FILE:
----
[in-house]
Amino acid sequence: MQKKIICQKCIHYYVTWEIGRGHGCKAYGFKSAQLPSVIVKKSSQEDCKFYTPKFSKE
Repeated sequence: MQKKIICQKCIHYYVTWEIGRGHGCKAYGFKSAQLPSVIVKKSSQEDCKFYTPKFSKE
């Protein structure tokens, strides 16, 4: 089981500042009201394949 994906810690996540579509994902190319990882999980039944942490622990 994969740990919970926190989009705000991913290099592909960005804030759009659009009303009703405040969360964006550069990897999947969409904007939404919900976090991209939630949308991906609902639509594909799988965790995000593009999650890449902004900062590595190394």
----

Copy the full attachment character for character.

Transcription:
[in-house]
Amino acid sequence: MQKKIICQKCIHYYVTWEIGRGHGCKAYGFKSAQLPSVIVKKSSQEDCKFYTPKFSKE
Repeated sequence: MQKKIICQKCIHYYVTWEIGRGHGCKAYGFKSAQLPSVIVKKSSQEDCKFYTPKFSKE
């Protein structure tokens, strides 16, 4: 089981500042009201394949 994906810690996540579509994902190319990882999980039944942490622990 994969740990919970926190989009705000991913290099592909960005804030759009659009009303009703405040969360964006550069990897999947969409904007939404919900976090991209939630949308991906609902639509594909799988965790995000593009999650890449902004900062590595190394």